In addition, IDPH has shared guidelines for religious gatherings.They'll be allowed to resume in-person worship with an unlimited amount of attendees, but have to follow social distancing guidelines.
Read the document below:
Healthy pigs being killed as meatpacking backlog hits farms
As the coronavirus pandemic continues to force the closure of meatpacking plants across the country, hog farmers have had to respond quickly to a rapidly growing backlog of animals in their barns by killing and disposing of pigs.
Many large-scale hog farmers have little choice once barns reach full capacity. Officials estimate about 700,000 pigs across the nation can’t be processed each week and will be euthanized if plants don't resume operations. To help farmers, the USDA has set up a center that can supply the tools needed to euthanize hogs.
That includes captive bolt guns and cartridges that can be shot into the heads of larger animals as well as chutes, trailers and personal protective equipment.
Reporting by The Associated Press/David Pitt
Iowa businesses in 77 counties can reopen Friday with certain restrictions
Under a new public health proclamation from Gov. Kim Reynolds, certain businesses in 77 counties can resume operating under reduced occupancy.
The proclamation allows restaurants, malls, libraries, fitness centers, race tracks and other retail establishments to open using social distancing guidelines in those 77 counties.
Closures and COVID-19 guidance for all other items—such as amusement parks and hair salons—have been extended through May 15.
Churches statewide are allowed to operate while maintaining proper social distancing.
The businesses permitted to begin reopening in the 77 counties must use the following social distancing guidelines:
- Capacity limited: The establishment must limit the number of customers present at indoor or outdoor spaces to 50% of it's normal capacity.
- Groups limited: A restaurant may not allow any groups of six or more.
- Self-service prohibited.
- Common seating areas and play areas at malls remain closed.
- All social distancing, hygiene, and public health measures must be followed.
- Race tracks are permitted to open its operations as long as it does not permit spectators to attend it's events in person.
Ex-Iowa governor urges Reynolds to rethink COVID-19 policies.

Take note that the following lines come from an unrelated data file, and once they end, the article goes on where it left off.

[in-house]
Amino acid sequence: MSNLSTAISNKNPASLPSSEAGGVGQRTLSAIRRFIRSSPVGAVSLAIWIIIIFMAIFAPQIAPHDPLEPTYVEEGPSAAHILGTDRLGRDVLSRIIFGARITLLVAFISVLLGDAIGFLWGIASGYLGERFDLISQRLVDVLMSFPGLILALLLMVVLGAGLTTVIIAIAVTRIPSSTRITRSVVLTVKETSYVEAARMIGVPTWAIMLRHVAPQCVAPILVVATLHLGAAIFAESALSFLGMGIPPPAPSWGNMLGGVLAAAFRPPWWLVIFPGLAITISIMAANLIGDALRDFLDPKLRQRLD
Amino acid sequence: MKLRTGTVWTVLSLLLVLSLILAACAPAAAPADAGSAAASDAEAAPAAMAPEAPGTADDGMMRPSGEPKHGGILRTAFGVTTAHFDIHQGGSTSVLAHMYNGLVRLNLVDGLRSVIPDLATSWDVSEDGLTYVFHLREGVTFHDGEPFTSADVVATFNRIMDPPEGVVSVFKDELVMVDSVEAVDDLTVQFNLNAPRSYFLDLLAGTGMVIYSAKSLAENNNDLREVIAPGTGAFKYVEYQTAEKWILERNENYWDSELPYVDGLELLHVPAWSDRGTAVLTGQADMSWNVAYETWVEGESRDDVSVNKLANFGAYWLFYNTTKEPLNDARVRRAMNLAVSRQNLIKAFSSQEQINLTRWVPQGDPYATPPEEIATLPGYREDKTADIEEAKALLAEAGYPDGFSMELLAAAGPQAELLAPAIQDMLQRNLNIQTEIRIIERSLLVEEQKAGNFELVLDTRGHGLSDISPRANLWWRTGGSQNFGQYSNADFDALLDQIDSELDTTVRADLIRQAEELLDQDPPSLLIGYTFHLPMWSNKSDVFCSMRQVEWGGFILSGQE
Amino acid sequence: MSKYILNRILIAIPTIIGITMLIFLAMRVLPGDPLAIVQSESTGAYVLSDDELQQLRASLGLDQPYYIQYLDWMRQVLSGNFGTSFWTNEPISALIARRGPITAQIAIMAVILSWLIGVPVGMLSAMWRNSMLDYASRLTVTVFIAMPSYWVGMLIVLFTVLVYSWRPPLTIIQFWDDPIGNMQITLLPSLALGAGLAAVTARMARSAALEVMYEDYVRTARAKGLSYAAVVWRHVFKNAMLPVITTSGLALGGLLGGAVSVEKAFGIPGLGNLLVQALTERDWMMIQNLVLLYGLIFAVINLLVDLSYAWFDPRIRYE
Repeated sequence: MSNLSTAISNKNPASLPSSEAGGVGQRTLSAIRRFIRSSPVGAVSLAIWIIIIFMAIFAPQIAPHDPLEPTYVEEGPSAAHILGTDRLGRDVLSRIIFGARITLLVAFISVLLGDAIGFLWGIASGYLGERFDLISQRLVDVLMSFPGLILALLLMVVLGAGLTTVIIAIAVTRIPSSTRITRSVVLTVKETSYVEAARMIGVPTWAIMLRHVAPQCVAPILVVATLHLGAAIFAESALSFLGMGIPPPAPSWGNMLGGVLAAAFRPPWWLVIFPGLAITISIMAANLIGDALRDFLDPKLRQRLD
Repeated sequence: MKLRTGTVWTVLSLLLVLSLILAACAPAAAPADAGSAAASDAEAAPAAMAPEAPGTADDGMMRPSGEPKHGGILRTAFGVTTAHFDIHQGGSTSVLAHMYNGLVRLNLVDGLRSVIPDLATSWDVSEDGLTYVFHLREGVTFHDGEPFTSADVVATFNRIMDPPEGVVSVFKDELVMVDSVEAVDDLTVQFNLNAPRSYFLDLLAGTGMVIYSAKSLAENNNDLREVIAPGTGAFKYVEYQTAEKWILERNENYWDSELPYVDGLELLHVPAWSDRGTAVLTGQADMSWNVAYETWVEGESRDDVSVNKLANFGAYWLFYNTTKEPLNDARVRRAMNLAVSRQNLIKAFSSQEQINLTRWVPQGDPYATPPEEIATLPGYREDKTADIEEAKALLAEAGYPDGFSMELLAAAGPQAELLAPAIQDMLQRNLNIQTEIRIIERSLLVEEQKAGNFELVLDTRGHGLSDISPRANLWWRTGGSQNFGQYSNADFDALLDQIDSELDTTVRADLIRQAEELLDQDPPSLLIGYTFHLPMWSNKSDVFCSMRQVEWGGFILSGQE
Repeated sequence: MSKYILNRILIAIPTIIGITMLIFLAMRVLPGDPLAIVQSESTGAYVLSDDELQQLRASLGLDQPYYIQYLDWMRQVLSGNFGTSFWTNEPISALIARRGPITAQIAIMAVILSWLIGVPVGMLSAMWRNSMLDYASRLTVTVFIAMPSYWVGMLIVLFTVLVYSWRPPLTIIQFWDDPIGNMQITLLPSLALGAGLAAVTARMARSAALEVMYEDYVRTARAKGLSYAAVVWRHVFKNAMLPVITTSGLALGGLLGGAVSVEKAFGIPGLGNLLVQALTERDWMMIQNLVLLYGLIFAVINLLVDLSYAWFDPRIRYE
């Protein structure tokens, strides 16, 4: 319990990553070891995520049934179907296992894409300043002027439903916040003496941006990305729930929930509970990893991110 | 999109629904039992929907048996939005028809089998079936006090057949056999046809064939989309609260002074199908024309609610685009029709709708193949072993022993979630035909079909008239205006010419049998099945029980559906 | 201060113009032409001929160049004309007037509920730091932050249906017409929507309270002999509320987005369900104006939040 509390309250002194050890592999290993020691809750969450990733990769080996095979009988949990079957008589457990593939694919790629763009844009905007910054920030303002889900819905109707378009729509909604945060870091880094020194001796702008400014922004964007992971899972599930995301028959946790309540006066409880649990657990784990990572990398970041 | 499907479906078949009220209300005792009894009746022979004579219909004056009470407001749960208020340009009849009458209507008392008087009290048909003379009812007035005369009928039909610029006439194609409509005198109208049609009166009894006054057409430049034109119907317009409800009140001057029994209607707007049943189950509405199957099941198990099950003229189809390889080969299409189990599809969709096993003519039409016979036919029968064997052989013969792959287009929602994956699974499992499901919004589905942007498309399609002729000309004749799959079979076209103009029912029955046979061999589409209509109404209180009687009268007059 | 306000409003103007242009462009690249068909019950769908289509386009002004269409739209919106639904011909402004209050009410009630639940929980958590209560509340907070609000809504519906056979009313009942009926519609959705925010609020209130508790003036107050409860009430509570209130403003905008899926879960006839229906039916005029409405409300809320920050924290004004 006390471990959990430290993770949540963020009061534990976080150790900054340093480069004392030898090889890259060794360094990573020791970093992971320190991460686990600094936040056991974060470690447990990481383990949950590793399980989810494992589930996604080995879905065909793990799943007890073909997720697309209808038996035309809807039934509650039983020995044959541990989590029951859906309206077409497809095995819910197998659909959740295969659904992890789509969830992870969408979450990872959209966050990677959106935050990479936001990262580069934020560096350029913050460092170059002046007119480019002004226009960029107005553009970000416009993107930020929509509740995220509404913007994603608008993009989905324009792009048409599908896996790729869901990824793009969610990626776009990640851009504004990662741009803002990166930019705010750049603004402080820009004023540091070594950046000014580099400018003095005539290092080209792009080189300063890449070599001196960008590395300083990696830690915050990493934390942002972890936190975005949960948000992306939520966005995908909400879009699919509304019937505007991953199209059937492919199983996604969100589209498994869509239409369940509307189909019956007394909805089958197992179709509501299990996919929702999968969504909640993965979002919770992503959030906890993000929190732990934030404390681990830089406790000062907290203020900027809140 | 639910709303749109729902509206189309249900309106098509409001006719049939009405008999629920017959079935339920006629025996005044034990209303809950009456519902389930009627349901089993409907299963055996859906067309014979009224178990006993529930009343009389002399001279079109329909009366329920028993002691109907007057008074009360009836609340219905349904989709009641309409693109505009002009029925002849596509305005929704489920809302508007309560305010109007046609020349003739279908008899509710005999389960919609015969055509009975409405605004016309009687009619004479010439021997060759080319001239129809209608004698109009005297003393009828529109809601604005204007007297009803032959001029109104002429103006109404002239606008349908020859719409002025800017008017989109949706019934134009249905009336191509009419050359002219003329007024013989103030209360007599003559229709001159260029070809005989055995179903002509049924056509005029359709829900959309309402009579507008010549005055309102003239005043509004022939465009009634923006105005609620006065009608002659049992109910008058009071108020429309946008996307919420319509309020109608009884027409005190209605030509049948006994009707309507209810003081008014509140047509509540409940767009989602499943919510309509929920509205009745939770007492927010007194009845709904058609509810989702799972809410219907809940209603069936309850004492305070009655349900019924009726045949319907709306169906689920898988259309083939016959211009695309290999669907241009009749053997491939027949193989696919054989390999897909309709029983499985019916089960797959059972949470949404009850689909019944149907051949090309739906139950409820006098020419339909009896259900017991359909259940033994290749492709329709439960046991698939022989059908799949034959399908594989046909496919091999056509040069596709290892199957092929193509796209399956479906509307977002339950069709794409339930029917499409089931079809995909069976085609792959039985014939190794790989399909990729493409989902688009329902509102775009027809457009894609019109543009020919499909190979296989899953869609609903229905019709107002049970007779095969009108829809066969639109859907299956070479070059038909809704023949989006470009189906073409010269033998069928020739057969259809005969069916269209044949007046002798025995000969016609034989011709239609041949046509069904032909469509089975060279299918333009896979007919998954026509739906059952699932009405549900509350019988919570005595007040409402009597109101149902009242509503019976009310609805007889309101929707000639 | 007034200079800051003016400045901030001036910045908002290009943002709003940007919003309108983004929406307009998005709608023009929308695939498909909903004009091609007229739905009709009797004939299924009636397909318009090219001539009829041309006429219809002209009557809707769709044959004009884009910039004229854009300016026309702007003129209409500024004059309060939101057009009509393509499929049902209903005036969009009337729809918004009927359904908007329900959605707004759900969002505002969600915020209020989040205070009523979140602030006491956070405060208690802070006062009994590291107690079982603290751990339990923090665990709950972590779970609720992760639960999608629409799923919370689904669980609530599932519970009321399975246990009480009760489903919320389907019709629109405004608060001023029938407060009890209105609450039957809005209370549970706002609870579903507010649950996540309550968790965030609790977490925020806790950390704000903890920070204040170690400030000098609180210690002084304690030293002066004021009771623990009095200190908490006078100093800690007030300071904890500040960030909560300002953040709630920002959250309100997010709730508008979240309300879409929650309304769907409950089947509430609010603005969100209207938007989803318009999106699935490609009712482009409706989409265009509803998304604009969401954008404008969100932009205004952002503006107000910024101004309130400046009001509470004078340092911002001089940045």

Former Iowa Gov. Chet Culver is urging Gov. Kim Reynolds to back off policies that he says will force employees to be in unsafe workplaces that have had coronavirus outbreaks.
Culver says in a letter to Reynolds that workers should not have to risk serious illness or death or face the loss of their unemployment benefits. He warned that her policy choices “will affect Iowans’ quality of life for generations to come.”
Culver, a Democrat who served from 2007 to 2011, said the Republican governor’s policies have created an appearance “that the state’s most powerful business owners have exerted undue influence.”
Reporting by The Associated Press
Yankee Doodle Pops in Des Moines postponed
The Des Moines Symphony announced Friday that its annual Yankee Doodle Pops concert, as well as this summer's Water Works Pops, have been postponed.
"The Des Moines Symphony’s Yankee Doodle Pops, originally planned for Thursday, July 2 at the Iowa State Capitol, will be reimagined as a community-wide Labor Day celebration on Monday, September 7 in the Lauridsen Amphitheater at Water Works Park," the symphony wrote. "As part of this special concert, the Orchestra will honor Labor Day heroes who have been on the frontline of the COVID-19 pandemic, including healthcare workers and first responders."
The Symphony’s second season of Water Works Pops, originally scheduled July 24-26, will move to Labor Day weekend along with the rescheduled Yankee Doodle Pops Concert.
The free, outdoor concerts will be offered on September 5-7, 2020.
Yankee Doodle Pops will return to the Iowa State Capitol next summer on Friday, July 2, 2021.